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Proposed: A Tainted Performance State For The Linux Kernel

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  • Proposed: A Tainted Performance State For The Linux Kernel

    Phoronix: Proposed: A Tainted Performance State For The Linux Kernel

    Similar to the kernel states of having a tainted kernel for using binary blob kernel modules or unsigned modules, a new tainting method has been proposed for warning the user about potentially adverse kernel performance...

    http://www.phoronix.com/vr.php?view=MTc2ODA

  • #2
    Is PTS going to honor that message and refuse benchmarking if it's found? There's been a few articles reporting "regressions" in debug-kernels in the past, so I guess it'd be useful.

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    • #3
      make menuconfig

      Or a notice in "make xconfig" or "make menuconfig" on the entries that impair performance.

      Like "Beware this option negatively affects performance".
      So that you can know which options impair performance when configuring the kernel.

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      • #4
        This seems to be a rather useless feature and can only be helpful to the inexperienced kernel hackers, who do not yet know what they are doing. Everyone else, who forgets about which kernel options are turned on, will forget to remember to check the messages, too. And even when turned on might the message flash too fast across the screen or needs to be searched for among all the many other kernel messages. What is the real gain then? If you think about it and think it all the way through then it is a rather dumb feature. It seems like one of those inventions one starts to come up with after doing a nonstop-48h-without-sleep hack session. Those who are serious about kernel benchmarking will already save the configuration with their benchmark and actively compare it to make sure they have the right kernel and that their tests are reproducible. There are far more options than the patch suggests that have an affect on performance, even the choice of the filesystem has got an effect on it. Does one then get a warning for using the "wrong" filesystem? I rather hope not.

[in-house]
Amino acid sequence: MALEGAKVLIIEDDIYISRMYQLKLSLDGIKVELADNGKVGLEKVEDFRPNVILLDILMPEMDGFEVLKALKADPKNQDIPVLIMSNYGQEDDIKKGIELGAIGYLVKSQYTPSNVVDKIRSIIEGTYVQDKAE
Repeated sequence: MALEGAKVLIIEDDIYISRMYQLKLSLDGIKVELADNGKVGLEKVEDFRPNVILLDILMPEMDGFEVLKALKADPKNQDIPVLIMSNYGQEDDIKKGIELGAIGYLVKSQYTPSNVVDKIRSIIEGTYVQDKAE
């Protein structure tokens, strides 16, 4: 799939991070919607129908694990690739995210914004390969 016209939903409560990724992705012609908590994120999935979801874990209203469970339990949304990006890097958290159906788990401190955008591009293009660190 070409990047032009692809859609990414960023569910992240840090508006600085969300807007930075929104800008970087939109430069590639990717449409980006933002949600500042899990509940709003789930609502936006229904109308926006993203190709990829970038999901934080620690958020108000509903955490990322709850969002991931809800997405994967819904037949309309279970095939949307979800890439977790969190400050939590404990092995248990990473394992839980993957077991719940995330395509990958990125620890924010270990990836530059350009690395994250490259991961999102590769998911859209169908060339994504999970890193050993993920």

TL;DR: It is at best a feature for kernel newbies. Pros will not need it, nor should they rely on it.

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        • #5
          Originally posted by rohcQaH View Post
          Is PTS going to honor that message and refuse benchmarking if it's found? There's been a few articles reporting "regressions" in debug-kernels in the past, so I guess it'd be useful.
          +1 stupid character limit
          ## VGA ##
          AMD: X1950XTX, HD3870, HD5870
          Intel: GMA45, HD3000 (Core i5 2500K)

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          • #6
            Originally posted by rohcQaH View Post
            Is PTS going to honor that message and refuse benchmarking if it's found? There's been a few articles reporting "regressions" in debug-kernels in the past, so I guess it'd be useful.
            -1, even though it doesn't affect me (not a PTS user), only because of this: PTS could then no longer be used to deliberately demonstrate or characterize the degradation caused by any of the tainted options. I feel it's ok to leave warning labels on everything, and simply echoing the warning in PTS sounds far better than that sort of 'failsafe'. Everyone who builds a kernel has all those nice "enabling this if you don't need it will only increase your kernel by 482KB but will not affect performance" messages, right with the option, which is where the warnings make sense to me. Maybe they're not perfectly clear and maybe they're not on every help text where they would belong, but there you go-- just improve the docs if you think you know what's missing, and let people do their thing. FWIW, I've been running 'make menuconfig' and reading the help on new items and building kernels for everything since around 2003 when I moved into Slackware for a while.

            Originally posted by sdack View Post
            TL;DR: It is at best a feature for kernel newbies. Pros will not need it, nor should they rely on it.
            +1 even though I'm no pro